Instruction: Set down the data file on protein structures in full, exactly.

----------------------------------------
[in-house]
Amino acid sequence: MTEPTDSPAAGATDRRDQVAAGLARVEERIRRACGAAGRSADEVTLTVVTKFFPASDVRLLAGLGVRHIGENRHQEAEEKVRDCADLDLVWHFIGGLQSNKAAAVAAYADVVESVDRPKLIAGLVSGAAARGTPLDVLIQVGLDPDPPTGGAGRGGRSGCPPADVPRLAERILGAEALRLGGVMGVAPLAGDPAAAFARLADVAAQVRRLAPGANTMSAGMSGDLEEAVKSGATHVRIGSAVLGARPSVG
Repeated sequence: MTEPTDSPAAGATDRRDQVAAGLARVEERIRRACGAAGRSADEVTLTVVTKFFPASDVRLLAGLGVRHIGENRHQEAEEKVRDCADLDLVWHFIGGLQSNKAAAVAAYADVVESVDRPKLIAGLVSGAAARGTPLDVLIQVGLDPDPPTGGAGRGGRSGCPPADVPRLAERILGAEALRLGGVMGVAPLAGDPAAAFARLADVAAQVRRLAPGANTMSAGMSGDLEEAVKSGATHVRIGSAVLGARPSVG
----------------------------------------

[in-house]
Amino acid sequence: MTEPTDSPAAGATDRRDQVAAGLARVEERIRRACGAAGRSADEVTLTVVTKFFPASDVRLLAGLGVRHIGENRHQEAEEKVRDCADLDLVWHFIGGLQSNKAAAVAAYADVVESVDRPKLIAGLVSGAAARGTPLDVLIQVGLDPDPPTGGAGRGGRSGCPPADVPRLAERILGAEALRLGGVMGVAPLAGDPAAAFARLADVAAQVRRLAPGANTMSAGMSGDLEEAVKSGATHVRIGSAVLGARPSVG
Repeated sequence: MTEPTDSPAAGATDRRDQVAAGLARVEERIRRACGAAGRSADEVTLTVVTKFFPASDVRLLAGLGVRHIGENRHQEAEEKVRDCADLDLVWHFIGGLQSNKAAAVAAYADVVESVDRPKLIAGLVSGAAARGTPLDVLIQVGLDPDPPTGGAGRGGRSGCPPADVPRLAERILGAEALRLGGVMGVAPLAGDPAAAFARLADVAAQVRRLAPGANTMSAGMSGDLEEAVKSGATHVRIGSAVLGARPSVG